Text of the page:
This post was written by former Gradhacker author Trent M Kays

I have a confession: I love snow. You might not understand the profoundness of this confession, but I was born and raised on the Central Coast of California in a city slightly north of Santa Barbara. The ocean and 70F weather were normal for my family during the winter. We would make regular trips to the beach, eat Jalama Burgers (a delicious treat from my hometown), and chill on the sandy shore with the water lapping slowly at our feet. However, one thing the Central Coast doesn’t have is snow. That part of California is a too far south and too close to the ocean for snowy weather.

Growing up in Southern California, I viewed snow as an exotic thing that I hoped one day I could frolic in. (Yes, I frolic. Don’t you?) So, when I moved to Minnesota (after a stint living in the South) to pursue my doctorate, I was excited that I would actually be living in a state where snow was the norm. Though, I didn’t realize how much of the norm it was until my first winter in the Twin Cities.

Some in the Twin Cities will say that 2010-2011 winter was the worst winter in Minnesota in the last ten years. Others will say that it was nothing. Thus the conversation in Minnesota proceeds about the weather. Honestly, I don’t care. I just want snow. I want buckets of it falling from the sky, so I can drop my bag in my apartment and go outside and play.

Play. It’s an odd concept for someone my age, especially when I think of it as a five year old going outside to build snowmen. That’s what I do. Graduate school is stressful. The holidays are stressful. Life is stressful. Sometimes you just need to go outside and build a snowman. You need to grab some carrots, some charcoal, a hat, a scarf, and go outside and build a snowman with the neighborhood kids.

No matter how much snow is piled on the streets of the Twin Cities, I still love it. I love jumping into a snow back and watching half of my body disappear. Perhaps these types of things sound childlike, but it is these types of winter activities that keep me sane. Winter is no picnic in the Twin Cities. It’s long, cold, long, freezing, and–oh, wait. Did I mention that it’s long?! Yeah, it is.

Winter Break is a time for me to work on my spring semester syllabi, finish writing personal essays, work on the many extra projects that fill my cheaply-made desk, and relax. But, the winter is so long in Minnesota that I believe one would go mad if they were mostly locked in their apartment all day. Snow is your friend. Cold weather is your friend. Winter is your friend. Trust me! You can have fun in the middle of a snow laden metro.

Sometimes I’ll spend hours locked in my apartment writing, which is something I love, but it’s not the only thing that matters. I like to close my laptop, go outside, and have a snowball fight with the neighborhood kids. I normally lose because they are many, and I am only one person, but I go down fighting.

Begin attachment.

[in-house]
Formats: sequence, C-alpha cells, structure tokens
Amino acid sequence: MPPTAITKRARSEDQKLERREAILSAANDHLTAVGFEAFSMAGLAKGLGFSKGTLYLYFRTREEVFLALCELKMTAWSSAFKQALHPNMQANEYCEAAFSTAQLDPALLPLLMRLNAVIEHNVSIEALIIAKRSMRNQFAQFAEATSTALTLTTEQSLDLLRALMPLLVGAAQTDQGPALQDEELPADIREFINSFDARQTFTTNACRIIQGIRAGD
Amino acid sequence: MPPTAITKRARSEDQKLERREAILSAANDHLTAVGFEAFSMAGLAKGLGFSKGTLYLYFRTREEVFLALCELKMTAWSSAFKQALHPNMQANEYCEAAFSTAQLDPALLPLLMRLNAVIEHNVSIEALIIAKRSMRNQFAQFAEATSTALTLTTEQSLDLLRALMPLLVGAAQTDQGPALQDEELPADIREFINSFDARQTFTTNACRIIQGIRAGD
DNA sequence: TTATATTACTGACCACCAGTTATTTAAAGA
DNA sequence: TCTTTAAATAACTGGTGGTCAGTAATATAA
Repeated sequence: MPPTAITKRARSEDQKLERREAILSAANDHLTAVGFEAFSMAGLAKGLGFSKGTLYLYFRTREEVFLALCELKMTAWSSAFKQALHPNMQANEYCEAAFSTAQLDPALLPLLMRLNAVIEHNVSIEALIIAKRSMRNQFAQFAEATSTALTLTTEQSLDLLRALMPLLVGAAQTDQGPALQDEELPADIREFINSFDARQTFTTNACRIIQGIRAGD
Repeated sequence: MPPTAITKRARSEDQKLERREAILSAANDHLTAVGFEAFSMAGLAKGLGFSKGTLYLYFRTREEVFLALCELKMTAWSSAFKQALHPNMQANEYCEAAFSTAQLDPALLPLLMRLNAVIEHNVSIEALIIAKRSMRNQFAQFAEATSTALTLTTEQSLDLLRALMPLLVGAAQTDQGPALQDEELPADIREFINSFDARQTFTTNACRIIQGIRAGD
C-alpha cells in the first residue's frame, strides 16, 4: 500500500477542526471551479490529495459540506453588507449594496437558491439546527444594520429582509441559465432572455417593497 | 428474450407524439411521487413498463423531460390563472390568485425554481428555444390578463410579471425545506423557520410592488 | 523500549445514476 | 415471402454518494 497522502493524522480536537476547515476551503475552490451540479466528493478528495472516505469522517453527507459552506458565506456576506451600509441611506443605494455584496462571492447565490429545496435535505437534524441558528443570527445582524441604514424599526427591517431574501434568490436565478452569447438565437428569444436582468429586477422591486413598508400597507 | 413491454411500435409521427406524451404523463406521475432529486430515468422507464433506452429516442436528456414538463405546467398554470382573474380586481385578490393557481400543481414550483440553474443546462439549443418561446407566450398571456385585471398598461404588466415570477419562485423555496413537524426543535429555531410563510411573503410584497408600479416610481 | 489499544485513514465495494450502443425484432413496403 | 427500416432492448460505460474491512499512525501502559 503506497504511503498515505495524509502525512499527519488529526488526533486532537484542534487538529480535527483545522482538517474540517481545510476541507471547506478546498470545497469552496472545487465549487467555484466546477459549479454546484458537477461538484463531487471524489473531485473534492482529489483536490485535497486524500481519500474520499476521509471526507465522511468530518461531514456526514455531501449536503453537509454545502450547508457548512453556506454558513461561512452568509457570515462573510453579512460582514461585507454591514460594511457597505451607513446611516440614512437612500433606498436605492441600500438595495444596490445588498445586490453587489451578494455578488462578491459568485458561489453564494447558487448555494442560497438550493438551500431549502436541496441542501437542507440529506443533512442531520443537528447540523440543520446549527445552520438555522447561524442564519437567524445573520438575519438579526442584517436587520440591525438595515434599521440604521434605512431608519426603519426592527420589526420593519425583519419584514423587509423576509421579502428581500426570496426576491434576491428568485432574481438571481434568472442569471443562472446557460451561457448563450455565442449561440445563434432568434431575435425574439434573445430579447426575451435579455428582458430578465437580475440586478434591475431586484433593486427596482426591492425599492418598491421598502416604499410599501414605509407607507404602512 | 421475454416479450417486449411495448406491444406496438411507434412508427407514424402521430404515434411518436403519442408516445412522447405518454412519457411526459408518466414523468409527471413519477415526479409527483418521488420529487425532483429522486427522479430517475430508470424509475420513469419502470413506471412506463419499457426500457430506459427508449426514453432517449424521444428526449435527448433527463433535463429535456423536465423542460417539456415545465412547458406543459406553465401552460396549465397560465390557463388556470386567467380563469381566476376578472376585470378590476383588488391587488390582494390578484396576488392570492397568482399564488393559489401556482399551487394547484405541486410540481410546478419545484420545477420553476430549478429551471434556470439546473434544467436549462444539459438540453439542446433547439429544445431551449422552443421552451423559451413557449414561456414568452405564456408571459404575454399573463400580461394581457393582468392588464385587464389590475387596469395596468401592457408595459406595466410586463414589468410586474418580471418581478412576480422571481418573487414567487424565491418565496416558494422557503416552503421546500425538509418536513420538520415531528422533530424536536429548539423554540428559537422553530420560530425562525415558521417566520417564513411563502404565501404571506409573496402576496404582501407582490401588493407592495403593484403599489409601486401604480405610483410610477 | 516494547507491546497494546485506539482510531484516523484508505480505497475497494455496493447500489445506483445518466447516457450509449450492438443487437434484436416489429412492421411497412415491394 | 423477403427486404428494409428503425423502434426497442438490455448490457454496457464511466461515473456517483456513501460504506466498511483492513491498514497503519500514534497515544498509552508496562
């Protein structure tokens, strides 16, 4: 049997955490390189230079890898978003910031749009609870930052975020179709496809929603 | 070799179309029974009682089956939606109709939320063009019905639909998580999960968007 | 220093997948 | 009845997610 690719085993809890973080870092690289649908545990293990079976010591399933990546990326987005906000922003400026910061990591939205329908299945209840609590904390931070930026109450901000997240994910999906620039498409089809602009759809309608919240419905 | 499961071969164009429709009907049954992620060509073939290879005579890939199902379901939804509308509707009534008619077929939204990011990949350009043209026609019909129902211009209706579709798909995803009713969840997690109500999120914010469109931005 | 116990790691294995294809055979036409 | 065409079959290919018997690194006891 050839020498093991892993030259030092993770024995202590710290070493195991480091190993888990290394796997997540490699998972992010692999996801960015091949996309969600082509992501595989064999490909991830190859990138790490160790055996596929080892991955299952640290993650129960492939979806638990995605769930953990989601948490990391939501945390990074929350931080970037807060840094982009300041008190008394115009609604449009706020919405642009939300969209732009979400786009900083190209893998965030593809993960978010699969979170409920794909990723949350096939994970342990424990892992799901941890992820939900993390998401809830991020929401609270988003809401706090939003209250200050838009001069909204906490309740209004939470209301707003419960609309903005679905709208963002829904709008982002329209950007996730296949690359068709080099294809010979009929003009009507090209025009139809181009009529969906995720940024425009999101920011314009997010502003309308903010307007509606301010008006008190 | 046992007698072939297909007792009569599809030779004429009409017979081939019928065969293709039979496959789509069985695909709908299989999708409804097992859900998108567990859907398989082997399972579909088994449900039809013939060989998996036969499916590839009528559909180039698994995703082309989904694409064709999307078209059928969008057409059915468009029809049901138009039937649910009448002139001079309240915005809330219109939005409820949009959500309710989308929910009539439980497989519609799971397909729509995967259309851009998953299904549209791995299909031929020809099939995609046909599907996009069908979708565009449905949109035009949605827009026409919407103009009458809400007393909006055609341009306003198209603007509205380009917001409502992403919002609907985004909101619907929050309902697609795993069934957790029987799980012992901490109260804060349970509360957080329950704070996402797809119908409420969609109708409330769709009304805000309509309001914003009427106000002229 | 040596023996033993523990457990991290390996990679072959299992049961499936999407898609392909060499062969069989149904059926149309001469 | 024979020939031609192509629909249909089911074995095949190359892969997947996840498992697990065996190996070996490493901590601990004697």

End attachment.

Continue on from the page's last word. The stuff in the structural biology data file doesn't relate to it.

So, I think you should go outside, make snowballs, and have fun. Graduate school isn’t everything, and you may soon be to old to be a kid.

*I am aware this is a post that is really only applicable to those who live in snowy winter climates. I apologize. You can substitute “snow” for something that fits your climate. –TMK

Photo by Flickr user jasonbolonski // Creative Commons license: CC-BY

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4 Responses to Snow Is Your Friend. No, Really.

  1. Ashley says:

    I get really excited about snow, too. I grew up in Alabama, where we still talk about the blizzard of ’93 (it was really an ice storm, but that’s close enough for us). I’m in Virginia now, which usually gets one or two good snows a year – nothing compared to the upper Midwest, but enough to make me happy. I go outside and play in the snow whenever I can. The eight-year-old inside me, who dreamed about living in Canada, appreciates it.

  2. Maria says:

    I live in Florida and am finishing up my last graduate school application to Sociology PhD programs. I’m applying to universities outside of Florida, most of which get snow! I can’t wait to be able to have an absolute blast playing in it. I just have to figure out how to keep warm in the winter.

  3. Stephanie Hilliard says:

    I started in Southern California, and then I got to spend a big chunk of childhood living in Colorado and New Mexico. While the adult in me appreciates not having to scrape ice or fight snowy roads – the kid in me sometimes really misses the beauty of that white blanket covering everything in sight and transforming it into something magical, if only for a short time.

  4. [...] is no bad weather, only bad clothing,” and making sure to get outside for a walk/run/snowman building session on a regular [...]

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